Jeff heard of BBi’s 1,000-plus-horsepower engine builds and paid the team a visit with the idea of an all-out attack on Pikes Peak. Betrim explains: “I’ve always looked up to Jeff, so seeing him stood right there in my office was a little surprising!”

With the summit of Pikes Peak standing some 14,000 feet above sea level, reliable power is crucial. That’s not something usually associated with 700-horsepower builds, but BBi has a secret weapon.

Clocking up 30 years of Porsche Motorsport experience, four Le Mans 24-hour races, nine Daytona 24-hour stints and eight Sebring 12-hour events under its belt, the team is incredibly well prepared for a gruelling event like the Pikes Peak International Hill Climb.

With an impossibly short build time of just two months, the team conquered the peak, making Jeff a seven-time Pikes Peak victor in the process. Never before have I seen the expression ‘do it once and do it right’ carried out with such clinical precision on a racecar. Most of the car is familiar as a Porsche Cup Car, but the BBi additions blend in as if Porsche intended them to be there.

BBI Autosport 5

Company profile
Owner:
Betim Berisha and Joey Seeley
Founded: 2005
Location: Huntington Beach, California, USA
Rarest 911 in the shop: Porsche 959
Most expensive 911 built: Pikes Peak GT3 Turbo
Interesting fact about the business: Berisha and Seeley cemented their friendship as Betim moved to California from Seattle to fill Joey’s position at a race shop he worked at. This followed Joey’s move back to his native Washington State. The reason for the move was to recover from a broken shoulder received celebrating a Porsche race win with Betim. Betim was on a bike pulling Joey on a skateboard at the time!

BBi is genuinely one of the most welcoming and warm shops I’ve had the pleasure of visiting. The lighting is bright, the music is chilled and the walls are adorned with the team’s many achievements.

It’s more like a creative studio than automotive workshop. It leads you to wonder how it’s possible to assemble a team where everyone is pulling so strongly in the same direction. “It’s not been easy.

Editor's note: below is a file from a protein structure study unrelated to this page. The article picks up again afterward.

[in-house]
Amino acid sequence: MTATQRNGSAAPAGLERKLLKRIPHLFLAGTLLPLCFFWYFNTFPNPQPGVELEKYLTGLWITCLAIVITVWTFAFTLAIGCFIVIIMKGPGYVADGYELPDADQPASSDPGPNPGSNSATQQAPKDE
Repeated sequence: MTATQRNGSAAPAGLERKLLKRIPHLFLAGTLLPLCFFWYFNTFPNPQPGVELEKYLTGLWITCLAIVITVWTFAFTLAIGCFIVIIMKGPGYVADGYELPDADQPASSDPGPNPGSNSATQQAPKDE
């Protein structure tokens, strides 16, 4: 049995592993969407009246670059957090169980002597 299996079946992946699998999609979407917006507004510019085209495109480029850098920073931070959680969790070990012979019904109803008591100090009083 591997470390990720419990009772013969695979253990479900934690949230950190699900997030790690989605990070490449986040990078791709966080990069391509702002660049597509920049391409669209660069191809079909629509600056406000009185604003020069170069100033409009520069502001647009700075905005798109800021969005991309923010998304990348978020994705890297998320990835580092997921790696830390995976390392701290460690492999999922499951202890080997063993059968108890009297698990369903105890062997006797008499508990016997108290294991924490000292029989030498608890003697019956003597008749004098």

The passion, the energy and the heart of it are only ten per cent,” explains Betim. “The rest is insanity. There has to be an extra driving force – whatever that is, we all have it and that’s why we are under the same roof.”

Leaving BBi, I couldn’t help but feel inspired. Maybe it’s the California sunshine or maybe it’s the extra strong coffee, but after an afternoon with Betim, Joey and the team, I can’t wait to start tearing into my own projects and make them a little more ‘BBi’.

 

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D974, Mont Ventoux, France

The top of the infamous Mont Ventoux, known as the Giant of the Provence, can be entered from three directions. The 1,911-metre-high mountain in the French Vaucluse is well known for its difficult stages in the Tour de France, where the racers often enter it from the steepest side, where the village of Bedoin lies.

The name comes from the Occitanian word ‘vent’ meaning wind and it’s dedicated to Vintour, the Celtic god of the wind. No wonder, because wind speeds of over 300 kilometres per hour have been measured at the top of the Ventoux.

The area is extremely popular in the cycling scene, and you can imagine it’s swarming with tourists and cyclists during the summer months.

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We made the trip in early June and started the drive around 7pm, when it was quiet. We saw maybe three cyclists during our drive up, and on the top by the weather station, one single camping car was spotted.

We’d therefore say the best times to go up these roads would probably be June and September when the weather is good and when there are not too many people around. It gives you a chance to open up the throttle a little bit more in your 911 on the perfectly smooth tarmac.

A little bravery comes in handy because guardrails are nowhere to be found at most points, and there are quite a few tricky hairpins to be found.

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Location: Mont Ventoux
Latitude: 44°10’28″N, 5°16’44″E
Length of drive: 26 miles
Points of interest:
Epic views from the top of Mont Ventoux; plenty of wineries with famous Ventoux wines along the way; visits to the beautiful lavender fields in the Ventoux area.
Food and accommodation: